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emotions
Making Anger Your Teacher

Norman Fischer from Ten Percent Happier on anger:

Now, in meditation circles, anger often gets a bad rap. We imagine that we aren’t supposed to ever get angry, or if we do, we’re bad at meditation.

But trying to never be angry won’t work. If you think about it, we can’t make anger go away any more than we intentionally produced it in the first place. So, when are angry we just have to be angry.

Instead of fighting with anger, we have to turn toward it, to experience it without affirming it and waving it around, and to investigate what it really is. It turns out, the closer you look, the more anger can teach us.

As Norman points out, anger is often seen as a failing in meditation circles, whilst happiness or sadness are not. But why is this? Do we choose to be happy or sad any more than we choose to be angry?

Emotions are unavoidable aspects of the human experience, and anger, in particular, indicates our desire for something to change.

Maybe it’s unreasonable for us to expect this change, in which case our anger can only cause us suffering. Learning to let go of needless, unproductive anger is perhaps the greatest gift that meditation and mindfulness has to offer us.

But maybe the changes we want are realistic, and anger motivates us to achieve them. Perhaps anger is the catalyst we need to go out and protest, or to start a difficult conversation, or to take a good look at ourselves.

Because above anything else, anger can teach us about what’s going on inside us. If we can examine the source of our anger, rather than helplessly reacting to it, anger can be a great source of insight into our beliefs, our values, and our fears.

Anger can be a great teacher, but it’s not an easy one. Learning its lessons requires patience, humility and wisdom. All of which should helps us to be angry less often.

Why speaking to yourself in the third person makes you wiser.

We’d all benefit from being more reasonable sometimes. But when our emotions are in full flow, how can we gain the objectivity we need to help us do so? Oddly enough, there’s research to suggest that talking to yourself in the third person might be the answer.

The practice, known as illeism, offers some much needed emotional distance, which can help us to look at things more objectively. Here’s David Robson writing for Aeon Magazine:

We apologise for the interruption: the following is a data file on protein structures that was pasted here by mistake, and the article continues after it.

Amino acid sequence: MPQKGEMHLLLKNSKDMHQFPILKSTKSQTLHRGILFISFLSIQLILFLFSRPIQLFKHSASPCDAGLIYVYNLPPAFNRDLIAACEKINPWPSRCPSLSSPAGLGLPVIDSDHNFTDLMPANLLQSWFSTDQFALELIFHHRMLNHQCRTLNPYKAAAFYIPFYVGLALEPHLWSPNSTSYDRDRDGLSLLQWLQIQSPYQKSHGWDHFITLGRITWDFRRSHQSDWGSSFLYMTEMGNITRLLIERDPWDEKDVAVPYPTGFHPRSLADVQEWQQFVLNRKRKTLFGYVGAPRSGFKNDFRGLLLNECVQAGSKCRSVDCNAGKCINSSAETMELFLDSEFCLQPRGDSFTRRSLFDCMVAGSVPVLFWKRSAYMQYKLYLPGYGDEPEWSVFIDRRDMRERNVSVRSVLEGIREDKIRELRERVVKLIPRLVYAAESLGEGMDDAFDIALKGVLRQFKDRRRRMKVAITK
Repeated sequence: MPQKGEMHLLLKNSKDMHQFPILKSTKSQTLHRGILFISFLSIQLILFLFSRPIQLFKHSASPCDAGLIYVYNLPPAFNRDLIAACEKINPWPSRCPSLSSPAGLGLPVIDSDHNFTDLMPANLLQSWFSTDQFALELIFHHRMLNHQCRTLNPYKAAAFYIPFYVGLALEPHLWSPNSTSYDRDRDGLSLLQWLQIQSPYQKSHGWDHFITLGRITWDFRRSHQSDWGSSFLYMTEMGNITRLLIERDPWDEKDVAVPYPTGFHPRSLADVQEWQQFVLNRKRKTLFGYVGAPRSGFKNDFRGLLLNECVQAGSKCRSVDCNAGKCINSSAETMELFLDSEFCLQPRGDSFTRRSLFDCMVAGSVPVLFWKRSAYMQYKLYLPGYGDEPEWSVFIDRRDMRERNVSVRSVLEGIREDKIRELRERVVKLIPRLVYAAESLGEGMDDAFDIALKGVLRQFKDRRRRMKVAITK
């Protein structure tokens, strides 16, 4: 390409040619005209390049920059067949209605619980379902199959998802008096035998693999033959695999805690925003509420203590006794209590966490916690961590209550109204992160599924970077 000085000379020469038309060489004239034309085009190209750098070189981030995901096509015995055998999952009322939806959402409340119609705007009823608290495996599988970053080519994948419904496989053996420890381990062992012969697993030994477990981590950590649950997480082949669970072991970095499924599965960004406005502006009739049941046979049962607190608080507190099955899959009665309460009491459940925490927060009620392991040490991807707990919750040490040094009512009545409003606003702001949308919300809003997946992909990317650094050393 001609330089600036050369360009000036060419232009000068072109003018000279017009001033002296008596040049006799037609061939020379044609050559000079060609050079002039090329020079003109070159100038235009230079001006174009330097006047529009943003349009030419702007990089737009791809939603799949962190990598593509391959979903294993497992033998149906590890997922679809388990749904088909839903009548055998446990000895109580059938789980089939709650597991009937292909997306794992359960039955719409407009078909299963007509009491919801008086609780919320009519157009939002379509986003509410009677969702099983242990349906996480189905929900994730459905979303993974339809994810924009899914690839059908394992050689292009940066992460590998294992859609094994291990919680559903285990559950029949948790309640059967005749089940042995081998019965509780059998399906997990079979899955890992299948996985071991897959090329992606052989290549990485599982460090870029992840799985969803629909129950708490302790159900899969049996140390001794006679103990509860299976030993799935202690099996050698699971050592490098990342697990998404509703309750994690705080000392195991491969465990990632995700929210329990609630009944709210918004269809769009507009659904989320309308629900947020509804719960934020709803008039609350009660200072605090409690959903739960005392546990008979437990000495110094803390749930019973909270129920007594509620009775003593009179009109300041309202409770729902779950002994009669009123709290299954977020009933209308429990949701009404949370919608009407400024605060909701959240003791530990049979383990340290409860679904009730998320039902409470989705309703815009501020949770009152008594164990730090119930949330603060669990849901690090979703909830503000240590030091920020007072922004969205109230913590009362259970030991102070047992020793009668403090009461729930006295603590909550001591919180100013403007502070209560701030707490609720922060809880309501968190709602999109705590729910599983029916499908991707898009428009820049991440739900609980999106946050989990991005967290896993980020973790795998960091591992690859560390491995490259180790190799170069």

Simple rumination – the process of churning your concerns around in your head – isn’t the answer. It’s likely to cause you to become stuck in the rut of your own thoughts and immersed in the emotions that might be leading you astray. Certainly, research has shown that people who are prone to rumination also often suffer from impaired decision making under pressure, and are at a substantially increased risk of depression.

Instead, the scientific research suggests that you should adopt an ancient rhetorical method favoured by the likes of Julius Caesar and known as ‘illeism’ – or speaking about yourself in the third person (the term was coined in 1809 by the poet Samuel Taylor Coleridge from the Latin illemeaning ‘he, that’). If I was considering an argument that I’d had with a friend, for instance, I might start by silently thinking to myself: ‘David felt frustrated that…’ The idea is that this small change in perspective can clear your emotional fog, allowing you to see past your biases.

"The essence of meditation practice is to let go of all your expectations about meditation."

How to spend less time being angry.

Think about the last time you got mad at somebody. Recall what you said, and what they said, and what you should have said when they said that. Now try to remember what you were thinking. Not feeling. Thinking. I’m betting that it was more or less a blank. This isn’t a coincidence. The emotional…continue reading on Medium…
6 Powerful Strategies To Help You Overcome Fear.

Fear really is the mind killer. It hold us back from our potential on a daily basis. But it doesn’t have to. Or at least, we can get better at fighting it.

Here, Positivity Blog brings us 6 strategies which we can use to change the way we look at our fear. After all, close examination is the one thing that fear can’t withstand:

The fears we have are based in how we think about things. Destructive thought habits can create a lot of fear that is really unnecessary and damaging.

But there are also ways to handle these habits when they pop up and to – over time – replace them with healthier habits.

How To Never Be Angry Again.

A lovely little talk by Abraham Twerski on the subject of anger:

There’s some people who feel guilty for feeling angry…you don’t have a choice! The feeling of anger is not a choice and if you don’t have a choice there’s no reason to feel guilty about it.